Michael Longley

poet
Born: 1939
Birthplace: Belfast, Northern Ireland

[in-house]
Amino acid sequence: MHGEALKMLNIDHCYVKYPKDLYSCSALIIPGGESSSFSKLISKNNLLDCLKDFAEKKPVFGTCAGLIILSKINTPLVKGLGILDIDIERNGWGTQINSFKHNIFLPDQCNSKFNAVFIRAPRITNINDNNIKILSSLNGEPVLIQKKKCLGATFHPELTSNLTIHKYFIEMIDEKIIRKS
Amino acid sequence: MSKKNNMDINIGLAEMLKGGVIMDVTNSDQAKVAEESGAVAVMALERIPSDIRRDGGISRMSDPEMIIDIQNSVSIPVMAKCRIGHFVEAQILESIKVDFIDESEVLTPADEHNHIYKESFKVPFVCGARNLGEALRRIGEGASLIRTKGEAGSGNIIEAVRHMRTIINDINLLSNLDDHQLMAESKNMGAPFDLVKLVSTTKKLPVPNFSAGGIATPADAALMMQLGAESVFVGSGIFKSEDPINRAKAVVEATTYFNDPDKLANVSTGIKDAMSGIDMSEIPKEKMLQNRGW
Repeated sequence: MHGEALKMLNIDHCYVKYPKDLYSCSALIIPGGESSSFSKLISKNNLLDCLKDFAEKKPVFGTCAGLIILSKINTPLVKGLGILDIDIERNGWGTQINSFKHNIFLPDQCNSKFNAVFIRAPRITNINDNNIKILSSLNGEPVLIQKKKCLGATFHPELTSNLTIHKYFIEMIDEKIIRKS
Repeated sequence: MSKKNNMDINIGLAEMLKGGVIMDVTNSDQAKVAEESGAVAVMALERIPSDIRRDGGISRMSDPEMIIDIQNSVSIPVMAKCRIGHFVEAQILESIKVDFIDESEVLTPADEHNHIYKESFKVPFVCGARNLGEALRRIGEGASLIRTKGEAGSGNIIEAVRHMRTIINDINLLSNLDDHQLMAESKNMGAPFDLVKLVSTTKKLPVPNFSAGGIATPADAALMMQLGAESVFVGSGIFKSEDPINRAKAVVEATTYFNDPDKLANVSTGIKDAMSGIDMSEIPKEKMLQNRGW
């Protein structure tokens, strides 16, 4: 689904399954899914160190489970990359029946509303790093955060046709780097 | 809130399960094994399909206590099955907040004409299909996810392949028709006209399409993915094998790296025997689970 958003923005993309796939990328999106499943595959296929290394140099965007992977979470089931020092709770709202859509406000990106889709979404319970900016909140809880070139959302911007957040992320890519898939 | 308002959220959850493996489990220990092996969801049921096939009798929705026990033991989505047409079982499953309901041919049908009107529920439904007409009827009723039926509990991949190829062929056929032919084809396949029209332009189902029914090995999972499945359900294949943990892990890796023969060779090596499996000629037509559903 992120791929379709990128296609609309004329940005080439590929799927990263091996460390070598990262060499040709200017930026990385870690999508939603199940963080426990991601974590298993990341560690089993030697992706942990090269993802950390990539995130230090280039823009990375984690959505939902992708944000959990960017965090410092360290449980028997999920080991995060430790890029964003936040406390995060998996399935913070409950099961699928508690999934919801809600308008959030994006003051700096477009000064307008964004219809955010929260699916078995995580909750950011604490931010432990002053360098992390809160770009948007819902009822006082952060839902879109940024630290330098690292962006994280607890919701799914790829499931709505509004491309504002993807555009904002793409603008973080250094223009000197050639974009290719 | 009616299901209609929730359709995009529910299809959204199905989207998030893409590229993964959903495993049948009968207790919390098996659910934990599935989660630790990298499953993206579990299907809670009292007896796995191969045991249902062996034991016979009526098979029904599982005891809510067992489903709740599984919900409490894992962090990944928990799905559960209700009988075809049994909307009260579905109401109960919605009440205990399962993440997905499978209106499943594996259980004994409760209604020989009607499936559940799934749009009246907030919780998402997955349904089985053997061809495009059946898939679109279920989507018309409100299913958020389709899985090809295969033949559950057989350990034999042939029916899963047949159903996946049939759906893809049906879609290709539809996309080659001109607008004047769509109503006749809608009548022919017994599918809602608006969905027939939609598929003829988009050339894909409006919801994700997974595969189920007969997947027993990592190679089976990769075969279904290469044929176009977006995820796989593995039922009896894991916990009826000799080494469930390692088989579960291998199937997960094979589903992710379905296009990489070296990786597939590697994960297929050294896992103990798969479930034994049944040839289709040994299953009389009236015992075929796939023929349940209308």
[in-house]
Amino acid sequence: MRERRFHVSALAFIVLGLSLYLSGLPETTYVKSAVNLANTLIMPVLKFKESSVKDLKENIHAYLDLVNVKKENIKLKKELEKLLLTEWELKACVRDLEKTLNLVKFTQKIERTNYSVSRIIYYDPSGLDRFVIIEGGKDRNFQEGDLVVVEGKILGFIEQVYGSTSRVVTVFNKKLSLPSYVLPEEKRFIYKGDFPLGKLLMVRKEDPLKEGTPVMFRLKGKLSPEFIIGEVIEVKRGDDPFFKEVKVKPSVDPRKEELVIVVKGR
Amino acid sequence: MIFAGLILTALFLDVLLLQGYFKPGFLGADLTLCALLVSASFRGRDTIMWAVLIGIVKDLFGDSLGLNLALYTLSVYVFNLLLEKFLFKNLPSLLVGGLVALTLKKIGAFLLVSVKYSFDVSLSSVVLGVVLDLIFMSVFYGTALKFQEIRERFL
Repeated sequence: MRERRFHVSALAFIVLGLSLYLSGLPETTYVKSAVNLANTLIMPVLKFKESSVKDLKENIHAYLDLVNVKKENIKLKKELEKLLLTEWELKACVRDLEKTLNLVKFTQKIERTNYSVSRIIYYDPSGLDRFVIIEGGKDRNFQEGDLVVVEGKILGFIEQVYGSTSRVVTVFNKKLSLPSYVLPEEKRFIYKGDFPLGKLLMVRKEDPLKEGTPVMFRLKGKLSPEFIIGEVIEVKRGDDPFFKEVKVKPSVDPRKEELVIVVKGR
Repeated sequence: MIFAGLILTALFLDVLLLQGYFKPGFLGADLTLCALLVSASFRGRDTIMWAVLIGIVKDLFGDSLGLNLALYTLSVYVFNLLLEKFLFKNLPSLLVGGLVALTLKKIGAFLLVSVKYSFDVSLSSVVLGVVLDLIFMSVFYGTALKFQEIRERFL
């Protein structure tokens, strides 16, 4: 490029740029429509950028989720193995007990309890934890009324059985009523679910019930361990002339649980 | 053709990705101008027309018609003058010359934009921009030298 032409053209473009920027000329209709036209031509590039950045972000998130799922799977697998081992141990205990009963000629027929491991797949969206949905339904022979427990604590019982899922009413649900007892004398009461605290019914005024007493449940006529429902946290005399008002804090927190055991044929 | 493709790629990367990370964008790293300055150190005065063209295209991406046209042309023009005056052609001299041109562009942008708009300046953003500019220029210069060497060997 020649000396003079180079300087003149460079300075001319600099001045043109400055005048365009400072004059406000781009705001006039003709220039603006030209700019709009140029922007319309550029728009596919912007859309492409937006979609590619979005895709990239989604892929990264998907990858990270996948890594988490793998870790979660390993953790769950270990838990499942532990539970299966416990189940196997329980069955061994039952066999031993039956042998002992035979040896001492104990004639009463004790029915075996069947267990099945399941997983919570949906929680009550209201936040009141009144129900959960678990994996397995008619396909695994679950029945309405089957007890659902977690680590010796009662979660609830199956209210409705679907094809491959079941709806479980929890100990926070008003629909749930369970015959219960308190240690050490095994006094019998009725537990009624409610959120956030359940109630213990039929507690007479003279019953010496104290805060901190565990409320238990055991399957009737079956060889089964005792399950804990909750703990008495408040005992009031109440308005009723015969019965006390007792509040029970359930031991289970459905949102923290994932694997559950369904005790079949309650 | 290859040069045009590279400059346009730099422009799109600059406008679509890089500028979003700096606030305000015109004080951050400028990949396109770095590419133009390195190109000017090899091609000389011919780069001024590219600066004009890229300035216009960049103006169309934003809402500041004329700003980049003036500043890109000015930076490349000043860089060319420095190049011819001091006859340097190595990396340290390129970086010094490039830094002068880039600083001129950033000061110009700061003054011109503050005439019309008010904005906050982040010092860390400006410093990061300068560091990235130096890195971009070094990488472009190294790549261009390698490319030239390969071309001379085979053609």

One of many Northern Irish poets, Seamus Heaney being the most famous, whose emergence in the 1970s coincided with the region's political and sectarian troubles. Longley, born to English parents, was educated at the Royal Belfast Academical Institution and read Classics at Trinity College, Dublin. After stints as a schoolteacher in Dublin, London, and Belfast he went to work for the Arts Council of Northern Ireland in 1972, retiring in 1991. He made his mark with No Continuing City (1969) and An Exploded View (1973), poems that combined his Northern Irish sensibility with his classical education. The Echo Gate (1979) is regarded as his most important collection. Longley's mature work addresses the political and social troubles in Northern Ireland and the meaning of artistic identity. Gorse Fires (1991) won the Whitbread Prize for Poetry. The Weather in Japan (2000) won the Hawthornden Prize, the T. S. Eliot Prize, and the Irish Times Literary Prize for Poetry. A Fellow of the Royal Society of Literature and a member of Aosdána, an affiliation of artists supported by the Irish Arts Council, Longley is married to the critic Edna Longley. They live in County Mayo.


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